Sweden Aiming for a ZERO Waste Future



Sweden’s recycling system is so far ahead that they have to have waste sent to them from other countries.


Yes, you heard that right! A big percentage of the world’s garbage is being burned and the way the process works has major effects on the ozone layer and the environment. Sweden, however, has found a much safer way to burn its waste.

Number one in the world
Sweden is the global leader when it comes to dealing with recycling and taking care of the waste they produce. In fact, since 2011, less than 1% of all the household waste is being sent to landfills. The other 99% of the waste gets recycled or transformed into renewable energy, even though Sweden generates the same amount of garbage (around 465 kilograms per capita or 1,070 pounds per person in 2010) as the rest of the world, according to Slate.com.

Environmental friendly
More than 40 percent of the world’s trash gets burnt as a way of taking care of it, according to The Journal Environmental Science and Technology. This is causing a big strain on our planet due to the greenhouse gases released into the air from burning waste. However, Sweden is using a monitored, low-emission process that is a lot safer for the environment. Back in 1991, Sweden was one of the first countries to implement a heavy tax on fossil fuel, and now they receive half of its energy from renewables, according to independent.co.uk.

Aiming for a waste-free future
Sweden is aiming for a zero waste future by 2020. The waste management system has made them the global leader on the issue. They recover more energy from each tonne than any other country. They even import waste from other countries such as UK, Italy, and Norway. In 2015 they a whopping 2.3 million ton, according to Avfall Sverige.

Energy recycling is a hygienic, and environmentally safe way of converting the waste that cannot, or should not be recycled into something new. Around half of Sweden’s waste is being converted into energy for electricity, district heating, and/or remote cooling. This, combined with the recycling, makes less than 1% of the waste to end up in landfills.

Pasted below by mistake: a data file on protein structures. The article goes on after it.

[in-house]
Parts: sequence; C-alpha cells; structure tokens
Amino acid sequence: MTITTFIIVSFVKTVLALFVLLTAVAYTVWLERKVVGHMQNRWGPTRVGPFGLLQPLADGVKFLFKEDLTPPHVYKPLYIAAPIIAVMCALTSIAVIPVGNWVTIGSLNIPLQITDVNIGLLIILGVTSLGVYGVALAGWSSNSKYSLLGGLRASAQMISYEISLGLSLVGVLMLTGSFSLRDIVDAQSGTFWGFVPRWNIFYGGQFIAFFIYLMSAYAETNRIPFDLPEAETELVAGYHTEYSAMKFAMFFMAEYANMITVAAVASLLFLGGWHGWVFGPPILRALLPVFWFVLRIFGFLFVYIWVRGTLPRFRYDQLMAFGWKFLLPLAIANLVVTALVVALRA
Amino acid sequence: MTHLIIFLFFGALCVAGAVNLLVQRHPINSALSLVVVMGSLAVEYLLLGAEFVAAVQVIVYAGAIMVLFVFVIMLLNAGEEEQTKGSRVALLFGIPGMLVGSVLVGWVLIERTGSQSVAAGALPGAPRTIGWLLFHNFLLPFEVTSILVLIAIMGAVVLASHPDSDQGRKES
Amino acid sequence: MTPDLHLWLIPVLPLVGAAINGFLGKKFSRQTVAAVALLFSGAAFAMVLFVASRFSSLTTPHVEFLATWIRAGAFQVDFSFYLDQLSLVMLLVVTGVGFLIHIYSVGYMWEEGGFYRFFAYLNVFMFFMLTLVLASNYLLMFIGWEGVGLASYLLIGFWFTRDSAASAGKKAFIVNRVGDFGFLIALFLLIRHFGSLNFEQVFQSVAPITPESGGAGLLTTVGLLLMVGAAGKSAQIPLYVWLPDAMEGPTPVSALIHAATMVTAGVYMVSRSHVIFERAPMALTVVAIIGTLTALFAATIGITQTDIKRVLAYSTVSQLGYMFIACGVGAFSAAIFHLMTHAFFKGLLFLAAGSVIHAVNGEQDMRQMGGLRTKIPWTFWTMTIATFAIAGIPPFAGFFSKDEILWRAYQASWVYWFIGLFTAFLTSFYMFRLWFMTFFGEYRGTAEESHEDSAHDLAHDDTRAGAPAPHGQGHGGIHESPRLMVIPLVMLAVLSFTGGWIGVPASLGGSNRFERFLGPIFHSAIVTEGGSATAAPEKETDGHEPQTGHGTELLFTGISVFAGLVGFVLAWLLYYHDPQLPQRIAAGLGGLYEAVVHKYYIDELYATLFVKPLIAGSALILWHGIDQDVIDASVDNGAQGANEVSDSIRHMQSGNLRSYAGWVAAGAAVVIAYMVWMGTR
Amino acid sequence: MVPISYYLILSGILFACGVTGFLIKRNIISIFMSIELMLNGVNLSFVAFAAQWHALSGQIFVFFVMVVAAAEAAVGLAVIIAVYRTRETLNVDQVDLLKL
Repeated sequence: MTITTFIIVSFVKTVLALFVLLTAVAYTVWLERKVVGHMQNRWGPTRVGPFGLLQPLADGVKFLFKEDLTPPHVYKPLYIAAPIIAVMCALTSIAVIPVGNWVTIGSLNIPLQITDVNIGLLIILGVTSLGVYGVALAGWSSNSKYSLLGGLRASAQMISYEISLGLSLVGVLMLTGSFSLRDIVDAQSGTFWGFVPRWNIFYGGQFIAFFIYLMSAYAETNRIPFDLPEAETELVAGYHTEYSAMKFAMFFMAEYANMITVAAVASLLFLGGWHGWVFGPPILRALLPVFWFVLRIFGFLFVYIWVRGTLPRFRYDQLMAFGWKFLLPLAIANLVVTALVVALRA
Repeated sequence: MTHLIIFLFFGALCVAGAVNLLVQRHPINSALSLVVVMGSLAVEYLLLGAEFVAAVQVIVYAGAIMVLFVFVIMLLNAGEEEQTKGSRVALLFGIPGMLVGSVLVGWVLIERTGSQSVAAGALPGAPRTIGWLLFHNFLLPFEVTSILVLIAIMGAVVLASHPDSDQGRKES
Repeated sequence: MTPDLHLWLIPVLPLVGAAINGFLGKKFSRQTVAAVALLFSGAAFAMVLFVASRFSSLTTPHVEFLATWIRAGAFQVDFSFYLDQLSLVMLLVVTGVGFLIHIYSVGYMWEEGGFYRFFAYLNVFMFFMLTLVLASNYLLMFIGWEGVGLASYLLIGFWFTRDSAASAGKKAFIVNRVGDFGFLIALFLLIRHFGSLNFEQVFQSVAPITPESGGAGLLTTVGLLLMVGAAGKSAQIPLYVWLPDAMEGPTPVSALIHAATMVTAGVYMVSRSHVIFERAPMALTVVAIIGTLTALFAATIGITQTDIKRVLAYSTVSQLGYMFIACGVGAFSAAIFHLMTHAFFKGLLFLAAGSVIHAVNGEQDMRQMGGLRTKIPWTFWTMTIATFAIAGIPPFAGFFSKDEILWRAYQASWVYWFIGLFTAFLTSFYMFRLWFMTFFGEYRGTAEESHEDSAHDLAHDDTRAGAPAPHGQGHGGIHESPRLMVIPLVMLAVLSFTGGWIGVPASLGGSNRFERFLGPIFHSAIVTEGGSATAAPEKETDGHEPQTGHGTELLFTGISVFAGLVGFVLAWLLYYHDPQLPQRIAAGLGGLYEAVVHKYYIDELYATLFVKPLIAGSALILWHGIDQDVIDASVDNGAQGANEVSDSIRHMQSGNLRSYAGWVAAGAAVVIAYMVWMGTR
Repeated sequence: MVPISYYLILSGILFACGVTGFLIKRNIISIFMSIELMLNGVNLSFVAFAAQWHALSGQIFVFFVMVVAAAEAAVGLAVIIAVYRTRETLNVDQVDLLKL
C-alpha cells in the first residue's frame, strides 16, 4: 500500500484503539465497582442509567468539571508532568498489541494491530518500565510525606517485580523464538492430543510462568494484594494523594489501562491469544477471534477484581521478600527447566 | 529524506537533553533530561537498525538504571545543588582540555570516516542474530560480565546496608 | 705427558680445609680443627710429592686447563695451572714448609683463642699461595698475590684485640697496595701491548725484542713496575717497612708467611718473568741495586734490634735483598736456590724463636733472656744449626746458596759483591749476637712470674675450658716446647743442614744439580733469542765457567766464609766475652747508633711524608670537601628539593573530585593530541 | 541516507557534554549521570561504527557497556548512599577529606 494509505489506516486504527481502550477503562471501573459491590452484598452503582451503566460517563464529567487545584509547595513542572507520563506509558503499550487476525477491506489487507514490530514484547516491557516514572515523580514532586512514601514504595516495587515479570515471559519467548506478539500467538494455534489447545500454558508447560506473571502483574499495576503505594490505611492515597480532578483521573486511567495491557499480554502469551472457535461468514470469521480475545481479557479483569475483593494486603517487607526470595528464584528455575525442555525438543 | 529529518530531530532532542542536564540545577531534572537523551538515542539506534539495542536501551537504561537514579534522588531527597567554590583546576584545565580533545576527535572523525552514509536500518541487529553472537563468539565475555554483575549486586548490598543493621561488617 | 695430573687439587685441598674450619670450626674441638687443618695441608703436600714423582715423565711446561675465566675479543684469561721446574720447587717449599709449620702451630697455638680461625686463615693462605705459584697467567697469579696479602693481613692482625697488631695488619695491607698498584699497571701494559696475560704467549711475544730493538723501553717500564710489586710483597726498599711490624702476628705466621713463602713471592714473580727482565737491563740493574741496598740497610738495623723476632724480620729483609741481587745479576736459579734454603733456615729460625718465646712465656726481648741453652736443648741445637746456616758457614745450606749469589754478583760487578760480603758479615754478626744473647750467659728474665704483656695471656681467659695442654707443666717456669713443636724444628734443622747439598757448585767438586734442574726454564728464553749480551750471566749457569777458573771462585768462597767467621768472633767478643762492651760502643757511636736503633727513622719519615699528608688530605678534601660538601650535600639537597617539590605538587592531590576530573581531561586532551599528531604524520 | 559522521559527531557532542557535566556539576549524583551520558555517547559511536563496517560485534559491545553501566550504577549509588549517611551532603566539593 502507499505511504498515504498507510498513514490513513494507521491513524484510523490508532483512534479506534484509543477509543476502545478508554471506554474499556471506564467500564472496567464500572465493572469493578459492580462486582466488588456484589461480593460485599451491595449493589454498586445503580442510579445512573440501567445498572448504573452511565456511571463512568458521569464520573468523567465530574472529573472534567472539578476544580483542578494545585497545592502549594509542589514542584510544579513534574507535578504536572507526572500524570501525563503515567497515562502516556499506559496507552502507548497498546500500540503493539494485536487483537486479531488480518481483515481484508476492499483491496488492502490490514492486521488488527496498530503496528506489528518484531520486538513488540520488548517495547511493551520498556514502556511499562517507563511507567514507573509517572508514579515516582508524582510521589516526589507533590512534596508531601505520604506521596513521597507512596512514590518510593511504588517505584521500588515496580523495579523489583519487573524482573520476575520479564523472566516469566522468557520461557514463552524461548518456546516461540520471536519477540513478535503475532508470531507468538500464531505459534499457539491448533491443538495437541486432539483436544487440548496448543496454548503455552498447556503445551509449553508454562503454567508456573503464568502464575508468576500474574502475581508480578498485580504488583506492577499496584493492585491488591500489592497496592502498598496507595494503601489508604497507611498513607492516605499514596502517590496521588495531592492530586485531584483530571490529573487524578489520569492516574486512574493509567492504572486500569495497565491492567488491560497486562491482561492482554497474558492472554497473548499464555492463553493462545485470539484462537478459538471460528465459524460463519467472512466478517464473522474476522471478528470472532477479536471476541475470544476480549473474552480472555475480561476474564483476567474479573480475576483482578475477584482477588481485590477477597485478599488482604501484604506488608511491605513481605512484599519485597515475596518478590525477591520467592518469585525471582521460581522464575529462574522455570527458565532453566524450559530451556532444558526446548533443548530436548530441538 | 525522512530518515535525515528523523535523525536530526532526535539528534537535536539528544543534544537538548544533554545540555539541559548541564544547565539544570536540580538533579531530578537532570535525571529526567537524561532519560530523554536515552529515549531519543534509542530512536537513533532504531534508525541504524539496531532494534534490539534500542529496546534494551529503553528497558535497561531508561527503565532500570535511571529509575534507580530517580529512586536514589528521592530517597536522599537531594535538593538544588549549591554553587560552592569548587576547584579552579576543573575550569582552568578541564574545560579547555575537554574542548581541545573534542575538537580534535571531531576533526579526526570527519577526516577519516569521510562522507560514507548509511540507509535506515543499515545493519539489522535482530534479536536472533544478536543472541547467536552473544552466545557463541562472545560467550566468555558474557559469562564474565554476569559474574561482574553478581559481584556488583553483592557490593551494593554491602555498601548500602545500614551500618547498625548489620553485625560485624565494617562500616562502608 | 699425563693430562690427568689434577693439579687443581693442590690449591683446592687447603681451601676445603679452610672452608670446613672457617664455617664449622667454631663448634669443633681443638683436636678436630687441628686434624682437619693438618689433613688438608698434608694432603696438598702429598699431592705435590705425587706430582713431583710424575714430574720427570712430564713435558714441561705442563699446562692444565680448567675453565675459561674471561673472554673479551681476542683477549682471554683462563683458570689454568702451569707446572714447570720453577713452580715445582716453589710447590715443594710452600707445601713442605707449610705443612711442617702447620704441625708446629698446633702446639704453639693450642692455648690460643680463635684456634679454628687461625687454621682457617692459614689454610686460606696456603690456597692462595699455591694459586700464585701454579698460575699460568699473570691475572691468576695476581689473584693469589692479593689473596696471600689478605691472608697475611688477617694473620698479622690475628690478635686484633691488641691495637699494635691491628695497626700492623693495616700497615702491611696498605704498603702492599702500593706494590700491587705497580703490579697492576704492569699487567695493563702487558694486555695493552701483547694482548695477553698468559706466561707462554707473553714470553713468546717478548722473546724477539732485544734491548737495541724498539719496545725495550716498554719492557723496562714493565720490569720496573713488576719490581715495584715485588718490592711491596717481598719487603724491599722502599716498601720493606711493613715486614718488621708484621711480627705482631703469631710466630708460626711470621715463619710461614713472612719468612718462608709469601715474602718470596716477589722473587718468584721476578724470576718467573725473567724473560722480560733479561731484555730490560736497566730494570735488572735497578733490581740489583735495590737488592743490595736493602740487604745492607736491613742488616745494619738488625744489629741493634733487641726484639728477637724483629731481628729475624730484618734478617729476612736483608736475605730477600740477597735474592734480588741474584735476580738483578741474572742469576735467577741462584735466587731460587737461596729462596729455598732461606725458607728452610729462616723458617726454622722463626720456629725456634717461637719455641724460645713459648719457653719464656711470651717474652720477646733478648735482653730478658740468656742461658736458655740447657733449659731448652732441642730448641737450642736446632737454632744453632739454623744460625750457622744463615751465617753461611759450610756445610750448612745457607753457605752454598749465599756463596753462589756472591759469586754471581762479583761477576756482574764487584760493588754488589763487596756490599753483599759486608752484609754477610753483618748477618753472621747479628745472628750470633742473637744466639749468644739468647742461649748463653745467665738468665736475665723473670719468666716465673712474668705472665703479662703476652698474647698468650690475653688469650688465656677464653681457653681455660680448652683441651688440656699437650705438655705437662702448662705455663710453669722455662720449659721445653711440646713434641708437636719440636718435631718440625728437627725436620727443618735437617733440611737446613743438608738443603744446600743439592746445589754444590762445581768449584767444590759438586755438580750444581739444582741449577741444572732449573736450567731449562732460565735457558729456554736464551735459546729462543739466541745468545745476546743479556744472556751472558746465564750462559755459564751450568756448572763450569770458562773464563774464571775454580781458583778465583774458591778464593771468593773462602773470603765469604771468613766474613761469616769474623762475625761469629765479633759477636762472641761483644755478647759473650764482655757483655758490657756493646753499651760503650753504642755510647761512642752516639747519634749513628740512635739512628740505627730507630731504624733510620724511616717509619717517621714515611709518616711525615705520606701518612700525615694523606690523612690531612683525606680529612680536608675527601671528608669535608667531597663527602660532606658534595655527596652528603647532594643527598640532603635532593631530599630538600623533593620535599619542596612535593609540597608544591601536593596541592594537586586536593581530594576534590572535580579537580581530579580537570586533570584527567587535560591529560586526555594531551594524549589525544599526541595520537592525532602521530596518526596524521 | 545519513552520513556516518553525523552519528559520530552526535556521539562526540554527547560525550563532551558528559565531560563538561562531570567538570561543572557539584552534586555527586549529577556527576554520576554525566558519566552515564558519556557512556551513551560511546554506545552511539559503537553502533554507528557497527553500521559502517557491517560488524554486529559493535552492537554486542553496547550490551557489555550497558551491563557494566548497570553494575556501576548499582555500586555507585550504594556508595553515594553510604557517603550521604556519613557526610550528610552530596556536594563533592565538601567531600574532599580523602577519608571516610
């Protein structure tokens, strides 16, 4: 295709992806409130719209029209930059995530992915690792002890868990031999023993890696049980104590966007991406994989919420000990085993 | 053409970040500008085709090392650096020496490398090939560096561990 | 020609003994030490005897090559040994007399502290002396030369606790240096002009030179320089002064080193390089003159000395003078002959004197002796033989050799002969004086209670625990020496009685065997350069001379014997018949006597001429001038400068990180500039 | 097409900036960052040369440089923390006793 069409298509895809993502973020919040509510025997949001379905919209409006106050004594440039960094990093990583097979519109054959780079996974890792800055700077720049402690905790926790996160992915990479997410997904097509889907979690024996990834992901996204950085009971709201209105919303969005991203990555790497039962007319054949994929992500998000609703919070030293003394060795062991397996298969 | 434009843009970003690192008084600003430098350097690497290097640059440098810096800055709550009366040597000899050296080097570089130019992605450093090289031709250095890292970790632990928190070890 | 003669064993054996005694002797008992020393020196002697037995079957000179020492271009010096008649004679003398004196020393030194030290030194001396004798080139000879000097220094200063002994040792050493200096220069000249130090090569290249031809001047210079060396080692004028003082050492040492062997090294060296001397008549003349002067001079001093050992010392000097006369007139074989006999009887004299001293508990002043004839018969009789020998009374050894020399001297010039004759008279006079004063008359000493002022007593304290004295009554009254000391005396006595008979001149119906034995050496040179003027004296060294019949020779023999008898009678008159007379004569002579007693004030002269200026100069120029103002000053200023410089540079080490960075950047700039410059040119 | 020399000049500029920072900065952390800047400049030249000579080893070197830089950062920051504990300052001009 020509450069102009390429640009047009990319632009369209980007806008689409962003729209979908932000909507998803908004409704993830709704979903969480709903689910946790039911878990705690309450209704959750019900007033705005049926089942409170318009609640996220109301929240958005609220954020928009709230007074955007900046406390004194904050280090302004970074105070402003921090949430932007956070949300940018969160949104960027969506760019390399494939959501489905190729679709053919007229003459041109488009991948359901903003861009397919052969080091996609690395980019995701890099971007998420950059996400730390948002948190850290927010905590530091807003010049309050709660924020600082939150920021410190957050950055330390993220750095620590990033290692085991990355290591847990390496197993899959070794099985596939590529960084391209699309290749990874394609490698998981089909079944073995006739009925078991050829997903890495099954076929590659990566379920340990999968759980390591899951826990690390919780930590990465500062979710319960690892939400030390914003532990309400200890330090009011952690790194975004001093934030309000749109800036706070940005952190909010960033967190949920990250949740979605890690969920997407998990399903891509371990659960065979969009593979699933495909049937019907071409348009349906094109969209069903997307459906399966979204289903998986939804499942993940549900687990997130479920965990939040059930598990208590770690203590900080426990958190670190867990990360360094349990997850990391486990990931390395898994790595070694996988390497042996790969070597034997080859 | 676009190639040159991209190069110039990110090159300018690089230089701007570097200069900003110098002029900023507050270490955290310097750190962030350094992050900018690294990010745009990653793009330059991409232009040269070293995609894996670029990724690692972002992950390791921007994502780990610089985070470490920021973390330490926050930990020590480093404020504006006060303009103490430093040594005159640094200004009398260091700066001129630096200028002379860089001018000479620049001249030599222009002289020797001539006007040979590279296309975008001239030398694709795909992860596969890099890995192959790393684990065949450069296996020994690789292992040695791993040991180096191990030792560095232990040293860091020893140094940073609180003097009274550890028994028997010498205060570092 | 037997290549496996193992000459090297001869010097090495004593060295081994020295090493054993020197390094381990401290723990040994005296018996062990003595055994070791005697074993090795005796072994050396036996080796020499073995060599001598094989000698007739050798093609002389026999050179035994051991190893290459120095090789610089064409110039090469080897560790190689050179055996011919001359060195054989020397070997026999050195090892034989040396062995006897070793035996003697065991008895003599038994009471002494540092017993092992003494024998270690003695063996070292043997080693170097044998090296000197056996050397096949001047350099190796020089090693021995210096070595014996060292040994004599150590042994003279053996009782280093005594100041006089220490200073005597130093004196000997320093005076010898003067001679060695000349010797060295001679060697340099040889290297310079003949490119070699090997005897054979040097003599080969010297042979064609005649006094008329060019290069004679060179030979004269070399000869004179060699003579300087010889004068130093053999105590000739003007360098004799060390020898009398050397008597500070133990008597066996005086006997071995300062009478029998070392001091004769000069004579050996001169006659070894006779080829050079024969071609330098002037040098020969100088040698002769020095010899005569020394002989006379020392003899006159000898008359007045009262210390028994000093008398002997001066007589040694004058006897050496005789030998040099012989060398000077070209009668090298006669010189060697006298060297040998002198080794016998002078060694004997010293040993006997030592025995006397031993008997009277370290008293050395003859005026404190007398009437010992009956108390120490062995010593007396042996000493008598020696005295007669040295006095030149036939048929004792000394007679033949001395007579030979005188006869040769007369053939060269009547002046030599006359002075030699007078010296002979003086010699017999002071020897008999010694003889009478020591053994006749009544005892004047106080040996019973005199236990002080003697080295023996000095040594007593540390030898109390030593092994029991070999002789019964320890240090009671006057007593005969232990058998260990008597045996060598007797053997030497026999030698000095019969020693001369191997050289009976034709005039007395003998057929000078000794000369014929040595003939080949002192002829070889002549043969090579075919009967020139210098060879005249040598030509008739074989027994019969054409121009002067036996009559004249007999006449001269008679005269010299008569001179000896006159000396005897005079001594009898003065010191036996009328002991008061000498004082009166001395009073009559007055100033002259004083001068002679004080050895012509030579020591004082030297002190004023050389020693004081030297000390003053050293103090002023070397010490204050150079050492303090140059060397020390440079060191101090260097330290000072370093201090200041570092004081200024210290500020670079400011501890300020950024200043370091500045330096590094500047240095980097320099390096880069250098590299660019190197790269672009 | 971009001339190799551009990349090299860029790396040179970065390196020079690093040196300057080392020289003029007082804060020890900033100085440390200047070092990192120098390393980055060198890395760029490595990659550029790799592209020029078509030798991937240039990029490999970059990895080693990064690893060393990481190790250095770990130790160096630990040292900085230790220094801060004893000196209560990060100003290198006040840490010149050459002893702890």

Avfall Sweden is the National advisor of the EU-project Europe Decreases its Waste. An event is held for the duration of a week in November every year, where they arrange activities to prevent and decrease the amount of waste being brought to landfills.

The people of Sweden are the key
Swedes are quite keen on spending time outdoors and the awareness for global warming is high throughout the country, as well as the concern for the environment. It’s, therefore, no surprise that many households in Sweden do their own recycling and separate items such as plastic, light bulbs, batteries, newspapers, glass, plastic, metal and electric appliances before being taken to the larger containers. Organic waste, such as leftover foods, that are biologically easy to break down is also separated from other waste to be composted. 

Pantamera song, a campaign from Returpack Sverige to get more people to return their empty bottles to the recycling stations.

Global awareness
Spread across the country there are also stations where people easily can hand in used clothes to be sent to other parts of the world where they would be needed more. There is also a cash back on plastic, aluminum and glass bottles when recycled at special stations (stores) for bottles. Due to this, most people return to the store with their empty bottles. 



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